Queen Cleopatra Netflix Docudrama: More drama than documentary
When Netflix revealed the trailer of the second season of African Queens a month ago, it received a huge backlash for its portrayal of Egyptian queen Cleopatra.
The casting choice was iconoclastic; instead of a conventional white actress to play the role of Cleopatra, African-British actress Adele James was set to portray her. Amidst this controversy, the docudrama Queen Cleopatra was released on May 10, shadowing the casting controversy, it failed to balance between documentary and drama.
Although the general audience didn't like the idea of a black actress portraying Cleopatra, how Cleopatra really looked is a highly debated topic.
Cleopatra's ancestry is traced back to Ptolemy I, a Macedonian bodyguard of Alexander the Great and the founder of the Ptolemaic dynasty. Then the next eight generations till Cleopatra are unclear, so historians aren't sure about Cleopatra's real ancestry. Elizabeth Taylor's portrayal of her in 1963 was memorable, so the audience just wanted to see another white actress play the Cleopatra role.
In the previous portrayals of Cleopatra, she was only depicted as a highly romanticized character and a love interest of Roman generals Mark Antony and Julius Caesar.
But in this docudrama, she is not only a lover but also a clever, strategic and determined leader. Hereditarily, she was to lead Egypt alongside her brother Ptolemy XIII.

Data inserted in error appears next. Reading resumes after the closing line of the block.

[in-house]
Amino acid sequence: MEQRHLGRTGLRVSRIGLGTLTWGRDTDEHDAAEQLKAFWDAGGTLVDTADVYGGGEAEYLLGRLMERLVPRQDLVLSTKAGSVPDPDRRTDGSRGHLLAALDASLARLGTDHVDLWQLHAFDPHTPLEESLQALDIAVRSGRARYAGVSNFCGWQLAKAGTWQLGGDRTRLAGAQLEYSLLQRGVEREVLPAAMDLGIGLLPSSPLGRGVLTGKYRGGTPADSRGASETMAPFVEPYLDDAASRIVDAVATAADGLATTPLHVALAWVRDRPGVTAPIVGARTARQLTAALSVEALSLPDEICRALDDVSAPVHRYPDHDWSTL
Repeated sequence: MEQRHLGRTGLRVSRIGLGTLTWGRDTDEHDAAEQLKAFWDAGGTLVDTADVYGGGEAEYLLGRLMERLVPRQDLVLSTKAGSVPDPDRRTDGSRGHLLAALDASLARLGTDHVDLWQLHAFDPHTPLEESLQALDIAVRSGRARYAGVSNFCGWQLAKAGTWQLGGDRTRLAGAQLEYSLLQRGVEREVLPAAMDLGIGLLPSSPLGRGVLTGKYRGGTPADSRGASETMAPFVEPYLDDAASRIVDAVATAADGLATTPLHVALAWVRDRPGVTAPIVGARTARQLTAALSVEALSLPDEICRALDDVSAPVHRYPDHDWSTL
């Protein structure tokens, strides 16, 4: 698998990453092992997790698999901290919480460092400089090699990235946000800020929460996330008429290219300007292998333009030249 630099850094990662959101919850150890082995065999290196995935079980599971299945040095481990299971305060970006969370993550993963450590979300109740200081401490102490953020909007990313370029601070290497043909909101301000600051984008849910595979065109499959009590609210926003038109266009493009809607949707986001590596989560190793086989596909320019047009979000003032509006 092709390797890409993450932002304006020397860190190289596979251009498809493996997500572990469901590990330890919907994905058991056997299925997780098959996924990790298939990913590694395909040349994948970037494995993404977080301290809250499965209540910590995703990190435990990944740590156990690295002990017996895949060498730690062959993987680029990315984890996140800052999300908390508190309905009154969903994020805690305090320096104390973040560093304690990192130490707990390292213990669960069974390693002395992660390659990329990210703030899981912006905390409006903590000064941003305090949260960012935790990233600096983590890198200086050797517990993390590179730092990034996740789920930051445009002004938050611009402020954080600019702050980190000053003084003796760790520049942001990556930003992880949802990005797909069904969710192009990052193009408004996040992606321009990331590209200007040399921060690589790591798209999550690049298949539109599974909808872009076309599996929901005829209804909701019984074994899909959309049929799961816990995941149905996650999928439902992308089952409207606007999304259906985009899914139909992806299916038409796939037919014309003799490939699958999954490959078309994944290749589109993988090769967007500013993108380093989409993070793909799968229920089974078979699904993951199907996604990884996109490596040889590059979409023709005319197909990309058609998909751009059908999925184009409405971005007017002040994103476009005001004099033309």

She thwarted his assassination plan, won a civil war against him, exacted revenge against her own sister Arsinoe for plotting and secured the future of Egypt as a Roman client state. This docudrama showed Cleopatra's leadership ability with constructive commentaries from history experts.
The unique thing about African Queens: Queen Cleopatra is that it tried to combine historical accounts with drama reenactments. Historians comment on Cleopetra's life and reign, while actress James reenacts these events through her acting. This show would've been a great historical drama, but executive producer Jada Pinkett Smith chose to narrate the scenarios, and historians analyze them.
Jada tried her best, but she isn't a great narrator who can captivate the audience. Moreover, the historians' commentaries continuously abrupted the flow of drama, which can be annoying for the viewers.
In conclusion, Queen Cleopatra isn't the ideal docudrama to learn about the popular Egyptian queen for history novices. Admixing drama with historical accounts doesn't go well if there isn't proper direction.
The show tried to outlive the casting choice controversy but still couldn't portray itself as the best depiction of Cleopatra.